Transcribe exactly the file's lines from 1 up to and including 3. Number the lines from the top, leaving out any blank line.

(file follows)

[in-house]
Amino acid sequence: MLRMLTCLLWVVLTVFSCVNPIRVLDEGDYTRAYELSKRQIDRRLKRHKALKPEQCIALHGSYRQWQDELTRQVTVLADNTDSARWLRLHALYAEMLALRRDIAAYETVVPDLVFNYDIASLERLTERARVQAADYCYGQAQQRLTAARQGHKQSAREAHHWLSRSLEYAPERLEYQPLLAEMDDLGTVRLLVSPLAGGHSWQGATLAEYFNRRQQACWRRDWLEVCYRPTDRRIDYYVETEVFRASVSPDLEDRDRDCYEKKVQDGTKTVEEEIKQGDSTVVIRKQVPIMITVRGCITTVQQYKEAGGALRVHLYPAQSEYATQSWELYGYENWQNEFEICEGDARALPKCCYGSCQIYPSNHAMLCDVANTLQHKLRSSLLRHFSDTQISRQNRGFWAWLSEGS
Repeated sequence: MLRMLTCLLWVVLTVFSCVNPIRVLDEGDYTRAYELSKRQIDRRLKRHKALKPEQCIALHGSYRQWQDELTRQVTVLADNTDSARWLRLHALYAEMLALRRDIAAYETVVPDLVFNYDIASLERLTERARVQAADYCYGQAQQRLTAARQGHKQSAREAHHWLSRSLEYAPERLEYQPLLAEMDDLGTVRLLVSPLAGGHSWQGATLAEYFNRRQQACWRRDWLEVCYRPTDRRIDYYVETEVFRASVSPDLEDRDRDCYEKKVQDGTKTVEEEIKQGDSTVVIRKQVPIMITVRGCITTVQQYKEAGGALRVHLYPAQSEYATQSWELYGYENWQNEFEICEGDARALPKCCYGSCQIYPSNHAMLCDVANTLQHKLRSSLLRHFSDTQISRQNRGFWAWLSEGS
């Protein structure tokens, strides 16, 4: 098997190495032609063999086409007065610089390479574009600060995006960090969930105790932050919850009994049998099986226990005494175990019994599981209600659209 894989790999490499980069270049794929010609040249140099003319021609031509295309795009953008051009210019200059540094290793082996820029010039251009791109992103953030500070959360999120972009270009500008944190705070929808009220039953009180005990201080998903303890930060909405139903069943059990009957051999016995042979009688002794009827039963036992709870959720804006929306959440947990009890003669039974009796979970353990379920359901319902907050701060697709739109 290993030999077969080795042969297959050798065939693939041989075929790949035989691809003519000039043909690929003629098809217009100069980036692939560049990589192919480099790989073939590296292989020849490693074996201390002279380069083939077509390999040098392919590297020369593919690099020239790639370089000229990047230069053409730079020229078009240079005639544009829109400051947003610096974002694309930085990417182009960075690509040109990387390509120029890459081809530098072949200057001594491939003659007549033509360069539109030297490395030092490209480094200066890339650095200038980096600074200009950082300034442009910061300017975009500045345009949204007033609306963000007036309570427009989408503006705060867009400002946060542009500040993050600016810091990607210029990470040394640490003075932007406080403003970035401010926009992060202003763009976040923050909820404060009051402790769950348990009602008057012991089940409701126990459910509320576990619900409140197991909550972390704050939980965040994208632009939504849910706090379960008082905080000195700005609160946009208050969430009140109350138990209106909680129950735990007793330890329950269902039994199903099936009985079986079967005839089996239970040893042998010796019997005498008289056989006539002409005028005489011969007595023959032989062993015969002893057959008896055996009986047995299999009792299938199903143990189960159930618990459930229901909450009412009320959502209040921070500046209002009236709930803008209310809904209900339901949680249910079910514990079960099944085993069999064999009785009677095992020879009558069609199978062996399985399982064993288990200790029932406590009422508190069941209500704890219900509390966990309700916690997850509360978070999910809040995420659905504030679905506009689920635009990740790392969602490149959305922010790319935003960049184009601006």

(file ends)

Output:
[in-house]
Amino acid sequence: MLRMLTCLLWVVLTVFSCVNPIRVLDEGDYTRAYELSKRQIDRRLKRHKALKPEQCIALHGSYRQWQDELTRQVTVLADNTDSARWLRLHALYAEMLALRRDIAAYETVVPDLVFNYDIASLERLTERARVQAADYCYGQAQQRLTAARQGHKQSAREAHHWLSRSLEYAPERLEYQPLLAEMDDLGTVRLLVSPLAGGHSWQGATLAEYFNRRQQACWRRDWLEVCYRPTDRRIDYYVETEVFRASVSPDLEDRDRDCYEKKVQDGTKTVEEEIKQGDSTVVIRKQVPIMITVRGCITTVQQYKEAGGALRVHLYPAQSEYATQSWELYGYENWQNEFEICEGDARALPKCCYGSCQIYPSNHAMLCDVANTLQHKLRSSLLRHFSDTQISRQNRGFWAWLSEGS
Repeated sequence: MLRMLTCLLWVVLTVFSCVNPIRVLDEGDYTRAYELSKRQIDRRLKRHKALKPEQCIALHGSYRQWQDELTRQVTVLADNTDSARWLRLHALYAEMLALRRDIAAYETVVPDLVFNYDIASLERLTERARVQAADYCYGQAQQRLTAARQGHKQSAREAHHWLSRSLEYAPERLEYQPLLAEMDDLGTVRLLVSPLAGGHSWQGATLAEYFNRRQQACWRRDWLEVCYRPTDRRIDYYVETEVFRASVSPDLEDRDRDCYEKKVQDGTKTVEEEIKQGDSTVVIRKQVPIMITVRGCITTVQQYKEAGGALRVHLYPAQSEYATQSWELYGYENWQNEFEICEGDARALPKCCYGSCQIYPSNHAMLCDVANTLQHKLRSSLLRHFSDTQISRQNRGFWAWLSEGS